A number of students shared descriptive information concerning diverse topics, such as how they spent their weekend, presents they received for their birthday, or their favorite brand of chocolate.  In most instances, students noted that they wanted their friends and classmates to know what they thought about these different topics and they also wanted to read their friends’ opinions on these topics.

Several students commented that they posted personal information on their blog to provide a diary for themselves.  The value of blogging as a forum for personal reflection or journal writing has been noted in other studies (Du & Wagner, 2005; Freeman et al., 2006; Hernandez-Ramos, 2004).  Aside from educational purposes, other studies have found that one of the predominant styles of personal blogging was a personal journal (Herring et al., 2004; Nardi, Schiano, Gumbrecht, & Swartz, 2004).

One student who wrote several posts in a diary format claimed that she felt inspired to write more posts in this style when she realized students enjoyed reading her diary and were leaving comments.  She noted her surprise that other people were actually interested to read about her personal activities.  Despite the fact that students made diary-style entries, however, as Nardi, Schiano, Gumbrecht, and Swartz (2004) noted, “most bloggers are acutely aware of their readers, even in confessional blogs, calibrating what they should and should not reveal” (p. 42). All students also engaged in evaluative self-disclosure (Harper & Harper, 2006). In one instance, a student asked for opinions on her new mobile phone and asked for comments on other brands of phones. In another, a student shared her affection for a particular brand of chocolate.

Students also reported that they used the design features of the blogging software in part to reflect their personality and display emotions.  In fact, one of the most visible similarities between the blogs is the level of personalization achieved by varying the design of the posts including font styles, and the incorporation of photos and images in the posts of all but one blog.  Many students mentioned that the personality or design of the various blogs inspired them to either make a new post on their own blog or comment on others’ blogs.  Fun and Wagner (2005) also noted in their study that students used technical features of the blogging software to personalize the look of their blogs.

Rourke et al. (2001) discussed self-disclosure as one of the primary affective means of establishing social presence.  Furthermore, in a study of self-disclosure in online communications, Joinson (2001) stated that, “. . . people disclose more information about themselves [online] compared to [face-to-face]” (General Discussion, ¶1).  Other studies of blogging have also reported that students have used their blogs to share personal information (Brooks et al., 2004; Dickey, 2004).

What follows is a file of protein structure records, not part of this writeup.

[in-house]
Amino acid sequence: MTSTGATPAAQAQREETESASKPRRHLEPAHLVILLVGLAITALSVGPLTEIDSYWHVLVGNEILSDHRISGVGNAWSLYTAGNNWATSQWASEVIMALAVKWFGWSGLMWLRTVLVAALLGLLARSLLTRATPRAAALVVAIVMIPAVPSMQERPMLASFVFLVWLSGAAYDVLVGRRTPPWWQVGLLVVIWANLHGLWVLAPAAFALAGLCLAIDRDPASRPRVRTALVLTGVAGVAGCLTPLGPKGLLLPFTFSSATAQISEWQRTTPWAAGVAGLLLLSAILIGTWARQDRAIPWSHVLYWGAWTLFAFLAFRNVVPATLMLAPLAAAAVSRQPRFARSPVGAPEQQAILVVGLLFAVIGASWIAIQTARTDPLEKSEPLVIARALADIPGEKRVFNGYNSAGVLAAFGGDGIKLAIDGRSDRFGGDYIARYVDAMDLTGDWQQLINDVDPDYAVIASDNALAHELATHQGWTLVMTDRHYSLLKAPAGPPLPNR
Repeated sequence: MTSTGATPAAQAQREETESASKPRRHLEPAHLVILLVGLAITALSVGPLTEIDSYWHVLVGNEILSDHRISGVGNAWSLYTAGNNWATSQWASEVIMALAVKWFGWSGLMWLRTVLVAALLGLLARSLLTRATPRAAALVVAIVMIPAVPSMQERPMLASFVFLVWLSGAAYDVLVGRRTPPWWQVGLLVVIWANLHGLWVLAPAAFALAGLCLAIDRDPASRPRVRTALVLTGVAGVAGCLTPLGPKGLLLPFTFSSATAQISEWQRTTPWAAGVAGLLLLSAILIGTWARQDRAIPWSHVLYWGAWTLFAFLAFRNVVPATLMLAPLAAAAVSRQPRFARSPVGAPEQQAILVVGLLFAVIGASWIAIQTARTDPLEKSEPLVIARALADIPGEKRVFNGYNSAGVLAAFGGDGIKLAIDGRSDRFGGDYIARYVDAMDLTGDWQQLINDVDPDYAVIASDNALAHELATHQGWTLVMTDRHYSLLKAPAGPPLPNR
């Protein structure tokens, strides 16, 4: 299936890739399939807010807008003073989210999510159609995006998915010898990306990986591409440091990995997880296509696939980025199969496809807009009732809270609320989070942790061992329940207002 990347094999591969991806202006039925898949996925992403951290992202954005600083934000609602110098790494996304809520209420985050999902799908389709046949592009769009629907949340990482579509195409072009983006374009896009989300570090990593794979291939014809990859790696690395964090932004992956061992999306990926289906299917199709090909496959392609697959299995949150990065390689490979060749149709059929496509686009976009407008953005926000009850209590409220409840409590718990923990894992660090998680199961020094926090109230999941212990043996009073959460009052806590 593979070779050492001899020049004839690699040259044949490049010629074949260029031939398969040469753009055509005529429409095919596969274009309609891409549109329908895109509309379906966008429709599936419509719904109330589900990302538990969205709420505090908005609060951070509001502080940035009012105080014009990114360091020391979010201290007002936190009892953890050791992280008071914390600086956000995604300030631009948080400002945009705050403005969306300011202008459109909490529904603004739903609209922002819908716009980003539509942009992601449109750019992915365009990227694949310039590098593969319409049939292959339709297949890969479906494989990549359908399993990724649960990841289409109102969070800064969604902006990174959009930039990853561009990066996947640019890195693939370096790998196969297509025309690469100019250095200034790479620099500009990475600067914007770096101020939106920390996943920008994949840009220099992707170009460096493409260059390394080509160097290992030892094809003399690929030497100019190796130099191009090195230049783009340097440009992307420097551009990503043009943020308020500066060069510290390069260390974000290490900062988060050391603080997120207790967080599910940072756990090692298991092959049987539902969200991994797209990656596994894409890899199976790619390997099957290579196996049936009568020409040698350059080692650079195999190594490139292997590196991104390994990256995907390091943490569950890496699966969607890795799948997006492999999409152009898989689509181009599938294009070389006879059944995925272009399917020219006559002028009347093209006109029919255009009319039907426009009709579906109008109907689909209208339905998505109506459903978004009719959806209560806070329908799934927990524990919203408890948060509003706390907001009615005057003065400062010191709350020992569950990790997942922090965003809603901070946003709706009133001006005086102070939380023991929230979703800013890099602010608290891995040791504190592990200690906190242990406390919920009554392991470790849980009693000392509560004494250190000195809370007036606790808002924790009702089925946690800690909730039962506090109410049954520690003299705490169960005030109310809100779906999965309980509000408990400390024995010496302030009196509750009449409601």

Emotional Responses to Learning

Students spent considerable time disclosing emotional responses to both their social and educational experiences.  Wosnitza and Volet (2005) commented on the “impact of students' emotions on their motivation and further engagement in the learning process” (p. 461).  Many of the blogs were used to express fear or anxiety regarding difficulty learning the new software or meeting deadlines.  Students were able to invite supportive responses from other students and, in a few instances, students made offers of help in response to these posts.

The act of sharing these anxieties may allow others to gain some confidence from the realization that they are not the only one who is anxious about their college project.  Several students commented that they found reading emotional responses, “motivating”, perhaps because the posts gave them encouragement that they too could complete a difficult task.  Boud and Walker (1991) noted that, “by being aware of the emotional tone of our involvement, we can acknowledge feelings that will deepen or inhibit our involvement” (p. 19).  Huffaker and Calvert (2005) offered another explanation for sharing anxieties, suggesting that, “perhaps there is a certain sense of empowerment in revealing thoughts and feelings without hiding behind a public mask” (Disclosure of Personal Information in Blogs, ¶2).

Fun and Wagner (2005) discussed ownership and freedom and note that, in blog-based virtual communities, tasks tend to be based on an individual’s needs and desires.  The fact that all students edited the layout and general look of their blog, and posted on a wide variety of topics, is an indication of the control students exerted over their blogs.  This sense of ownership may have provided students an outlet for their self-expression that they did not have in their regular educational activities.  As Efimova and de Moor (2005) stated, weblogs “[empower] individual expression” (p. 1).